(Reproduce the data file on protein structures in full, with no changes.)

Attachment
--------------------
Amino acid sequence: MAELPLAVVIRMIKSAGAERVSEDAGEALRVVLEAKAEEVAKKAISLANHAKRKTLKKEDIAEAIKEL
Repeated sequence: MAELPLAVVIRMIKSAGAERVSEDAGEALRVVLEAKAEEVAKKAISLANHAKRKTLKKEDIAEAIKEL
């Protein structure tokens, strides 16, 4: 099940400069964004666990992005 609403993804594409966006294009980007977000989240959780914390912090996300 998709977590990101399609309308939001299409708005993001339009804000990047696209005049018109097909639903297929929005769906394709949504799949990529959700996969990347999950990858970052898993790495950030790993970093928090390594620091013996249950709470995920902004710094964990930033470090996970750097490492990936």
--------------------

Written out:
Amino acid sequence: MAELPLAVVIRMIKSAGAERVSEDAGEALRVVLEAKAEEVAKKAISLANHAKRKTLKKEDIAEAIKEL
Repeated sequence: MAELPLAVVIRMIKSAGAERVSEDAGEALRVVLEAKAEEVAKKAISLANHAKRKTLKKEDIAEAIKEL
């Protein structure tokens, strides 16, 4: 099940400069964004666990992005 609403993804594409966006294009980007977000989240959780914390912090996300 998709977590990101399609309308939001299409708005993001339009804000990047696209005049018109097909639903297929929005769906394709949504799949990529959700996969990347999950990858970052898993790495950030790993970093928090390594620091013996249950709470995920902004710094964990930033470090996970750097490492990936």